Benjamin: Sudden Time

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LABELS: Nimbus
WORKS: Sudden Time
PERFORMER: London Philharmonic/George Benjamin
Ringed by the Flat Horizon for orchestra, George Benjamin’s first widely known work, dates from 1979-80 when he was still a student, and was heard at the Proms after its French premiere in 1980. The composer’s problem has been to live up to its potential, in the glare of unusual publicity.


Sudden Time (1989-93) is not just the only large-scale piece Benjamin had written for seven years, but also only his second substantial work for orchestra to reach completion; even now, he’s tinkering with its details. Quality rather than quantity, then? Well, yes, and partly on account of the nature and number of all the details packed into these 15 minutes for very large orchestra – fastidious attention to the minutiae of sub-divided string parts, for instance – details too detailed for them all to be picked up on what seems an excellent performance on a good recording, even with the aid of a score.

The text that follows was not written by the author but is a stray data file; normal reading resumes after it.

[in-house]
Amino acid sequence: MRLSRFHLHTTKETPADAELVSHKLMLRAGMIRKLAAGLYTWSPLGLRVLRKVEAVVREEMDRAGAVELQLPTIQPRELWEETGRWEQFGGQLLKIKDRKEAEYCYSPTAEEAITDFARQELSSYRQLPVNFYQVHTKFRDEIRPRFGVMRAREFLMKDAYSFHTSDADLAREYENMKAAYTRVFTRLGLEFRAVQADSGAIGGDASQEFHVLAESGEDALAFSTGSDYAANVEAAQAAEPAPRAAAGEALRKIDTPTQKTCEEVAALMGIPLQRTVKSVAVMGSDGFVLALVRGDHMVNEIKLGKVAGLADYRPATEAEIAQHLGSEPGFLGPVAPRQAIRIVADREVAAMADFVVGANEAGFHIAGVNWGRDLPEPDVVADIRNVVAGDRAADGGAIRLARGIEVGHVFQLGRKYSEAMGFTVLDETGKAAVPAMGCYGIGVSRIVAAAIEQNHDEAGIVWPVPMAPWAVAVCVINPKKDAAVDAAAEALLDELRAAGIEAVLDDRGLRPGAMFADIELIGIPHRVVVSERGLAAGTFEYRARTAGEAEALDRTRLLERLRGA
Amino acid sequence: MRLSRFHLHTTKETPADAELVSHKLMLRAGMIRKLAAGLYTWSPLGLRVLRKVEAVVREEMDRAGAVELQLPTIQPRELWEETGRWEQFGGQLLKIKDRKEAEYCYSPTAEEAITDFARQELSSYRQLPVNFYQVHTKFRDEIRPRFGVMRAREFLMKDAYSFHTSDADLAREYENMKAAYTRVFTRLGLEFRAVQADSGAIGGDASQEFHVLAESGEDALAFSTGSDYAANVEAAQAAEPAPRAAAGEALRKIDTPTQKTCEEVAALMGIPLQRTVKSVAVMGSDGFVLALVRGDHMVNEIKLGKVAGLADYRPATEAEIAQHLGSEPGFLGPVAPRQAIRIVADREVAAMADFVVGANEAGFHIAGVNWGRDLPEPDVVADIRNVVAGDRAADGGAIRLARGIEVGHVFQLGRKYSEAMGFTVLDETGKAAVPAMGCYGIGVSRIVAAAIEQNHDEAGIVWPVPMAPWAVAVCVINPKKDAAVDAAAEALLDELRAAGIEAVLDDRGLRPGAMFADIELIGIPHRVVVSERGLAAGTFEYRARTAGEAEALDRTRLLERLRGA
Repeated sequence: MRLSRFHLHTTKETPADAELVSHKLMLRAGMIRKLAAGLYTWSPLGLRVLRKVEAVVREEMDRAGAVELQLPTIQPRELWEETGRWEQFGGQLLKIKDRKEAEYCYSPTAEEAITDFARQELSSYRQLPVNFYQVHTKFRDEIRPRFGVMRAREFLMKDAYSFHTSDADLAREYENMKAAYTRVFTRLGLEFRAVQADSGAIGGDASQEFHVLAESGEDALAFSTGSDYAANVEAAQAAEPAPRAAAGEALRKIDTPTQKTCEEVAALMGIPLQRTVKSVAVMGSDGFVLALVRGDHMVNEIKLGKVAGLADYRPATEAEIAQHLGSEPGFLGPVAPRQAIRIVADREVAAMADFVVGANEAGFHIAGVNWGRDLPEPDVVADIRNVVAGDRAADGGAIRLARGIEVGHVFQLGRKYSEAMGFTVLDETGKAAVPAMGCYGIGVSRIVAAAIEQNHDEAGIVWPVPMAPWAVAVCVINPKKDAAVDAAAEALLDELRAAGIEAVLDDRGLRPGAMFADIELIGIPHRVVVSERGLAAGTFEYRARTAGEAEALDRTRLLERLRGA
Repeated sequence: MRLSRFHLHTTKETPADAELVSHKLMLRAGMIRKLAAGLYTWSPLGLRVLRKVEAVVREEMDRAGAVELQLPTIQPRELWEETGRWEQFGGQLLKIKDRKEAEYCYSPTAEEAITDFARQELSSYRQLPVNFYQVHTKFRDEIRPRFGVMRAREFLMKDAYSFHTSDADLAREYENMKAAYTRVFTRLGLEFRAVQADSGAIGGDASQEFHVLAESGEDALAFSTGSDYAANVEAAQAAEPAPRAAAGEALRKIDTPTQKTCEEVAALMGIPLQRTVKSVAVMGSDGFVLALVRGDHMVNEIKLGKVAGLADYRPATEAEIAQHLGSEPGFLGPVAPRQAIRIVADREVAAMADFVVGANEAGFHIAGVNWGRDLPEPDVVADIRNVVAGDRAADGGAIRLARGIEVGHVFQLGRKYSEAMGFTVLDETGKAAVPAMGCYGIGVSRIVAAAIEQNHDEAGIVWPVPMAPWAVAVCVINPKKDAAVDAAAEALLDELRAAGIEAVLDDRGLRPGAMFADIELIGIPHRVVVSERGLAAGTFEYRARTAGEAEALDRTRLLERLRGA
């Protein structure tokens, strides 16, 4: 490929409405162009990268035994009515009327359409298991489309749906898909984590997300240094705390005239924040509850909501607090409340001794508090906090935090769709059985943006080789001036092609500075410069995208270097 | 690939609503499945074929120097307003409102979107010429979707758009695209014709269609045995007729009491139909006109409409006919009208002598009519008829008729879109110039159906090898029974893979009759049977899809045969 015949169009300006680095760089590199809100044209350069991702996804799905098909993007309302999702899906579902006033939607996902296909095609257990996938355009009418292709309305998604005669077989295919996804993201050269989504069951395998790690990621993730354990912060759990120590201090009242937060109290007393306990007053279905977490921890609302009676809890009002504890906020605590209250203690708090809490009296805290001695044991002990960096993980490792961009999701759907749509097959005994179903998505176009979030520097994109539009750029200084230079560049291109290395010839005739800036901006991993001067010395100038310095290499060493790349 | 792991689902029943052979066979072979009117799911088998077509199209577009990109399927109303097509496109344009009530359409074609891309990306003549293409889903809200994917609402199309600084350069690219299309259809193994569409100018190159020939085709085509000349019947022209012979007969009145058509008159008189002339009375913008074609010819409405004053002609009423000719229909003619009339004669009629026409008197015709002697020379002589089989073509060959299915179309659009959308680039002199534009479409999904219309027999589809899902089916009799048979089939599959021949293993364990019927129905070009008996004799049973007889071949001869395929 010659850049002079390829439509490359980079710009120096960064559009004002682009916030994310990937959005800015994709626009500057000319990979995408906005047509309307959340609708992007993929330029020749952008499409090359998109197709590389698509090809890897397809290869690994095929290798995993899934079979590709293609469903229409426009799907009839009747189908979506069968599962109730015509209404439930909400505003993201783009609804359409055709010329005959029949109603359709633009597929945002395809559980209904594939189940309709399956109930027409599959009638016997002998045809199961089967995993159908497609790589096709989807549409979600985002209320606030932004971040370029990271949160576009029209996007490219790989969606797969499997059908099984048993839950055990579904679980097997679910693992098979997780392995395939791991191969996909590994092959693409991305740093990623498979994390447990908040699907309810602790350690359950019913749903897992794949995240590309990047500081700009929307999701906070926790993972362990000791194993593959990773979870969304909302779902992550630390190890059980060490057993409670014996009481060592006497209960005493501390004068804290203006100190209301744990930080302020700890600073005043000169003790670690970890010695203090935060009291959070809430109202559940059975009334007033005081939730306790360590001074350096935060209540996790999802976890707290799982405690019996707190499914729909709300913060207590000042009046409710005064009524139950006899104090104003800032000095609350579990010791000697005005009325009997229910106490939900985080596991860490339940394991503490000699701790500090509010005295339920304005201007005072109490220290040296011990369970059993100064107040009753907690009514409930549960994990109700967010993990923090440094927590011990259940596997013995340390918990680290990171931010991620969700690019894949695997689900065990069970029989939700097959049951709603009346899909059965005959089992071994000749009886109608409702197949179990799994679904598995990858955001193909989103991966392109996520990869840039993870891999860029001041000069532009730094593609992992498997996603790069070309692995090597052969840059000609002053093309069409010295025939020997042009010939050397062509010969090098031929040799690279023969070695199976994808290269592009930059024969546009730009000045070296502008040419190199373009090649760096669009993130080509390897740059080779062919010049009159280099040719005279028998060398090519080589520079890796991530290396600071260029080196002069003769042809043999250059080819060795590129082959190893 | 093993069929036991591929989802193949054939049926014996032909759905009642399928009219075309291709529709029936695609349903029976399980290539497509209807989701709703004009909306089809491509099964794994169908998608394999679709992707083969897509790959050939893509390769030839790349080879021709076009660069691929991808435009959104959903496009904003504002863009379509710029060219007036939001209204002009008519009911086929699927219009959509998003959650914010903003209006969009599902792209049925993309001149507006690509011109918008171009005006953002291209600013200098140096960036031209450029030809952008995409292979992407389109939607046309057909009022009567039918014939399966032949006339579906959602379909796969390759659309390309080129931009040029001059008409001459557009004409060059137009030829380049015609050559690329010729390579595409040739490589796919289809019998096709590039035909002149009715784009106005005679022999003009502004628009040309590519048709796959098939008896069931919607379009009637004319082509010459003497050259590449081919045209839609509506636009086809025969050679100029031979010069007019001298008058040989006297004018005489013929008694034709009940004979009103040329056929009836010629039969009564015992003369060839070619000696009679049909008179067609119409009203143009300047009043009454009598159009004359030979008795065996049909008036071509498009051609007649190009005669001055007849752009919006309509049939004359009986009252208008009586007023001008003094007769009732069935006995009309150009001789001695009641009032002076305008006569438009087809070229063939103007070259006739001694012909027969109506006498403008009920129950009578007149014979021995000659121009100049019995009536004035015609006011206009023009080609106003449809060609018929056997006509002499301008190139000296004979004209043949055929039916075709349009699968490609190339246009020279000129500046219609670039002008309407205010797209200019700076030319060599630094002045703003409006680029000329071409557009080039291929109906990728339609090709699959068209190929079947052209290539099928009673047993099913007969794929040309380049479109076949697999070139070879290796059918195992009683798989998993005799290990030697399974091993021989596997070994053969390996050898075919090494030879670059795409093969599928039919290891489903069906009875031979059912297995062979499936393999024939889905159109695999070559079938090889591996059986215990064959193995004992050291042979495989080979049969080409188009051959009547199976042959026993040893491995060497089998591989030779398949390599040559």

Sudden Time is tough listening, from the title’s origins in Wallace Stevens to the piece’s complex structure, which triumphantly survives a suicidal-seeming halt to the proceedings after four minutes. Benjamin writes of ‘perpetual organic change’, ‘bifurcation’ and much else. But the pulse which ‘warps and splits apart’ can sometimes be clearly heard. I enjoyed trying to listen in melodic terms too, and even for recurring pitch centres. Not easy, then, but very rewarding.